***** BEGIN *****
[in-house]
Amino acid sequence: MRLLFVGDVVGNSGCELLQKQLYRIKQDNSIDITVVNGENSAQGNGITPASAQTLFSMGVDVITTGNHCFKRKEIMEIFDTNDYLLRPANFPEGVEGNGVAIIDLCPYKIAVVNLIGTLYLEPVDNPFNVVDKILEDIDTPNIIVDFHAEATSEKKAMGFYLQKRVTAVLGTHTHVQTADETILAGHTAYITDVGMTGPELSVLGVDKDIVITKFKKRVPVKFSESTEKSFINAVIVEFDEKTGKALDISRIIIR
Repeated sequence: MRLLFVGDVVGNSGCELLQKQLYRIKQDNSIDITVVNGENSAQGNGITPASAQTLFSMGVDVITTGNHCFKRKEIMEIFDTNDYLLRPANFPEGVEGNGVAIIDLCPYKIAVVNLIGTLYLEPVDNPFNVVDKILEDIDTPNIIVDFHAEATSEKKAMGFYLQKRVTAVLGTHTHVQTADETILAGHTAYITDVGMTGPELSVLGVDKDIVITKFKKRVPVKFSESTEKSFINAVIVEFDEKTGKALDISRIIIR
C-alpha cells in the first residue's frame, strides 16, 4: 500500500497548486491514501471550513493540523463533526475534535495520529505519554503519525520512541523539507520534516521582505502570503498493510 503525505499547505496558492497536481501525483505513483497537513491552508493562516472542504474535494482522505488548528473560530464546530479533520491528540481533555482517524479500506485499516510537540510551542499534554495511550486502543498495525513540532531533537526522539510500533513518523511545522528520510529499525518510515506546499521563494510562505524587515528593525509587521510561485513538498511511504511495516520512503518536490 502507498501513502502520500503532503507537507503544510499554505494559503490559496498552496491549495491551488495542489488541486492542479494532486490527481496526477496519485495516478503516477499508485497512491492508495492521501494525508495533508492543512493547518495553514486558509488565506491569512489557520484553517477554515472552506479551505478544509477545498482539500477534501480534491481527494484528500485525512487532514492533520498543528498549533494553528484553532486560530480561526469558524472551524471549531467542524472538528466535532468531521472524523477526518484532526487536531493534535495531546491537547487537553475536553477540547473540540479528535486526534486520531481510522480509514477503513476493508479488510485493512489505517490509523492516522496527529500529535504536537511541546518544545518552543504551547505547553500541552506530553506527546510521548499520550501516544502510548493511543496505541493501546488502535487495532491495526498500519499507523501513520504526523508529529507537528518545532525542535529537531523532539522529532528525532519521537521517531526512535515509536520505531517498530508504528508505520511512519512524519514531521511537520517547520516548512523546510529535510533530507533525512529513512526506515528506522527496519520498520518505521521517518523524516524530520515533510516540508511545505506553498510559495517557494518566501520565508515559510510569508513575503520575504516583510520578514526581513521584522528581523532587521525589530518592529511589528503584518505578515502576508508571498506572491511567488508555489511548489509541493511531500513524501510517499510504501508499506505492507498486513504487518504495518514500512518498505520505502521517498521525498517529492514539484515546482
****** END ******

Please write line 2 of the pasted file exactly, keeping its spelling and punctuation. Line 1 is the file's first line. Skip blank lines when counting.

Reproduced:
Amino acid sequence: MRLLFVGDVVGNSGCELLQKQLYRIKQDNSIDITVVNGENSAQGNGITPASAQTLFSMGVDVITTGNHCFKRKEIMEIFDTNDYLLRPANFPEGVEGNGVAIIDLCPYKIAVVNLIGTLYLEPVDNPFNVVDKILEDIDTPNIIVDFHAEATSEKKAMGFYLQKRVTAVLGTHTHVQTADETILAGHTAYITDVGMTGPELSVLGVDKDIVITKFKKRVPVKFSESTEKSFINAVIVEFDEKTGKALDISRIIIR